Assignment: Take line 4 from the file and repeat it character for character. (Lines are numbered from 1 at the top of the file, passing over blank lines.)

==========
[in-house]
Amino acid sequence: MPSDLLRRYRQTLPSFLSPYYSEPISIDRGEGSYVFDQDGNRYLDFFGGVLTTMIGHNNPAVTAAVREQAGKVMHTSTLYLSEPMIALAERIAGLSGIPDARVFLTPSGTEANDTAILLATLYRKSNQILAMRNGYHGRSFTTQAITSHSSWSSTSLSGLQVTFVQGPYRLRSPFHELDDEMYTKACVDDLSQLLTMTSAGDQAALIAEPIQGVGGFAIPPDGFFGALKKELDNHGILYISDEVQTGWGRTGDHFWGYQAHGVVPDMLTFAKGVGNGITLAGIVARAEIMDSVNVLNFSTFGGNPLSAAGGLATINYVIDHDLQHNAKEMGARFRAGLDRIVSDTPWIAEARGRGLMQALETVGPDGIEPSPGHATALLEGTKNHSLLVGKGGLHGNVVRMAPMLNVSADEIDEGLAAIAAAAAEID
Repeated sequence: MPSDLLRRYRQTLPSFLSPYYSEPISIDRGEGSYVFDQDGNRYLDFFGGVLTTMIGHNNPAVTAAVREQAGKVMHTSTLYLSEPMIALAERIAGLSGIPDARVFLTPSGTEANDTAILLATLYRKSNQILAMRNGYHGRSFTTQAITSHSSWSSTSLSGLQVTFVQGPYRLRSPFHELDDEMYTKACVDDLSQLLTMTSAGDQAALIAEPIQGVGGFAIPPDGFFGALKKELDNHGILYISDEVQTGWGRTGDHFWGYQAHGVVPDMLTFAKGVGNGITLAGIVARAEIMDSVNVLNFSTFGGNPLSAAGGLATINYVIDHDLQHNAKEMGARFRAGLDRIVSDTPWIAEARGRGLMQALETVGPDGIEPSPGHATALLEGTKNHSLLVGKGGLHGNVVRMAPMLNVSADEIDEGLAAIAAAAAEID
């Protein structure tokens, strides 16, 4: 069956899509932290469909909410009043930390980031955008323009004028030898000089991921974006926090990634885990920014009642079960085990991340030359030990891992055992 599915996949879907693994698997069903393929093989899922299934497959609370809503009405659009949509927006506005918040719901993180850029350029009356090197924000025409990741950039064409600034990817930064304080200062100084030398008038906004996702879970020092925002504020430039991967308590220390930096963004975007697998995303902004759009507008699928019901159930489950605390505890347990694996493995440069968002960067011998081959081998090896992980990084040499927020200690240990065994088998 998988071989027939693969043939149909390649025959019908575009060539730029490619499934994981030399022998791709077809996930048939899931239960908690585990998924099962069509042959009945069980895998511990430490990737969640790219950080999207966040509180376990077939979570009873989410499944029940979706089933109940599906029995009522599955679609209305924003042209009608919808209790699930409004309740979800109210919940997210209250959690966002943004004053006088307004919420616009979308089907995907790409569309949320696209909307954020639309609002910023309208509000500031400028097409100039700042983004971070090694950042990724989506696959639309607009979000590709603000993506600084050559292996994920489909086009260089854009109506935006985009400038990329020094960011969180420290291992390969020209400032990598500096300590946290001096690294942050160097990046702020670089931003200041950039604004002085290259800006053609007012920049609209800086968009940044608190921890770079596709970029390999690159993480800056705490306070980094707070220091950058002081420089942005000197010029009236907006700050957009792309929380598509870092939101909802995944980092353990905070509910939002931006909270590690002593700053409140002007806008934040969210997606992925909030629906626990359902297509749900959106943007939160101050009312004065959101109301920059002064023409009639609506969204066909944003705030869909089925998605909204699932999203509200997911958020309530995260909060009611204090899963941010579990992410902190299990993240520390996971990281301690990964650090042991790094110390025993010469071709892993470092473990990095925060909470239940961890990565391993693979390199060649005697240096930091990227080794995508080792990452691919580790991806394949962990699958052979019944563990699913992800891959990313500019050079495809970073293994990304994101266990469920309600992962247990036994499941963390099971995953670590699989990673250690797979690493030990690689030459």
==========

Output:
């Protein structure tokens, strides 16, 4: 069956899509932290469909909410009043930390980031955008323009004028030898000089991921974006926090990634885990920014009642079960085990991340030359030990891992055992 599915996949879907693994698997069903393929093989899922299934497959609370809503009405659009949509927006506005918040719901993180850029350029009356090197924000025409990741950039064409600034990817930064304080200062100084030398008038906004996702879970020092925002504020430039991967308590220390930096963004975007697998995303902004759009507008699928019901159930489950605390505890347990694996493995440069968002960067011998081959081998090896992980990084040499927020200690240990065994088998 998988071989027939693969043939149909390649025959019908575009060539730029490619499934994981030399022998791709077809996930048939899931239960908690585990998924099962069509042959009945069980895998511990430490990737969640790219950080999207966040509180376990077939979570009873989410499944029940979706089933109940599906029995009522599955679609209305924003042209009608919808209790699930409004309740979800109210919940997210209250959690966002943004004053006088307004919420616009979308089907995907790409569309949320696209909307954020639309609002910023309208509000500031400028097409100039700042983004971070090694950042990724989506696959639309607009979000590709603000993506600084050559292996994920489909086009260089854009109506935006985009400038990329020094960011969180420290291992390969020209400032990598500096300590946290001096690294942050160097990046702020670089931003200041950039604004002085290259800006053609007012920049609209800086968009940044608190921890770079596709970029390999690159993480800056705490306070980094707070220091950058002081420089942005000197010029009236907006700050957009792309929380598509870092939101909802995944980092353990905070509910939002931006909270590690002593700053409140002007806008934040969210997606992925909030629906626990359902297509749900959106943007939160101050009312004065959101109301920059002064023409009639609506969204066909944003705030869909089925998605909204699932999203509200997911958020309530995260909060009611204090899963941010579990992410902190299990993240520390996971990281301690990964650090042991790094110390025993010469071709892993470092473990990095925060909470239940961890990565391993693979390199060649005697240096930091990227080794995508080792990452691919580790991806394949962990699958052979019944563990699913992800891959990313500019050079495809970073293994990304994101266990469920309600992962247990036994499941963390099971995953670590699989990673250690797979690493030990690689030459």